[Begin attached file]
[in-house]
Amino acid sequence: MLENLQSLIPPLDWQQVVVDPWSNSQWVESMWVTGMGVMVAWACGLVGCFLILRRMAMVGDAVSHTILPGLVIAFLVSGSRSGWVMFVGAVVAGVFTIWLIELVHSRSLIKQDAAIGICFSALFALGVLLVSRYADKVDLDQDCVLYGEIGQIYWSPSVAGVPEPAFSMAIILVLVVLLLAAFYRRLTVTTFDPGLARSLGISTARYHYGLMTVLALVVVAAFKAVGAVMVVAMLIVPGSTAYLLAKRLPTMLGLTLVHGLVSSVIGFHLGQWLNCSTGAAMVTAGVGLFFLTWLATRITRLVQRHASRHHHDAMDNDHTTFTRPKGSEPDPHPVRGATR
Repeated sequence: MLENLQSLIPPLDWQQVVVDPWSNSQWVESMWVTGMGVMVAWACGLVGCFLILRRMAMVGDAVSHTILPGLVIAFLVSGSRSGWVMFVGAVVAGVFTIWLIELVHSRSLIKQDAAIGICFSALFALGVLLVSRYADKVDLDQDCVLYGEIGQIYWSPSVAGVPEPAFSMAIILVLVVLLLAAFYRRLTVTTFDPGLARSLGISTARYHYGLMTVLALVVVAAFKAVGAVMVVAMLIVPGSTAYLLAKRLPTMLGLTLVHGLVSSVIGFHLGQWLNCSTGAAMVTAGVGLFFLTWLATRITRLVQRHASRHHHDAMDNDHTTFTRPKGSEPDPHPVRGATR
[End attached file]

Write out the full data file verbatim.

[in-house]
Amino acid sequence: MLENLQSLIPPLDWQQVVVDPWSNSQWVESMWVTGMGVMVAWACGLVGCFLILRRMAMVGDAVSHTILPGLVIAFLVSGSRSGWVMFVGAVVAGVFTIWLIELVHSRSLIKQDAAIGICFSALFALGVLLVSRYADKVDLDQDCVLYGEIGQIYWSPSVAGVPEPAFSMAIILVLVVLLLAAFYRRLTVTTFDPGLARSLGISTARYHYGLMTVLALVVVAAFKAVGAVMVVAMLIVPGSTAYLLAKRLPTMLGLTLVHGLVSSVIGFHLGQWLNCSTGAAMVTAGVGLFFLTWLATRITRLVQRHASRHHHDAMDNDHTTFTRPKGSEPDPHPVRGATR
Repeated sequence: MLENLQSLIPPLDWQQVVVDPWSNSQWVESMWVTGMGVMVAWACGLVGCFLILRRMAMVGDAVSHTILPGLVIAFLVSGSRSGWVMFVGAVVAGVFTIWLIELVHSRSLIKQDAAIGICFSALFALGVLLVSRYADKVDLDQDCVLYGEIGQIYWSPSVAGVPEPAFSMAIILVLVVLLLAAFYRRLTVTTFDPGLARSLGISTARYHYGLMTVLALVVVAAFKAVGAVMVVAMLIVPGSTAYLLAKRLPTMLGLTLVHGLVSSVIGFHLGQWLNCSTGAAMVTAGVGLFFLTWLATRITRLVQRHASRHHHDAMDNDHTTFTRPKGSEPDPHPVRGATR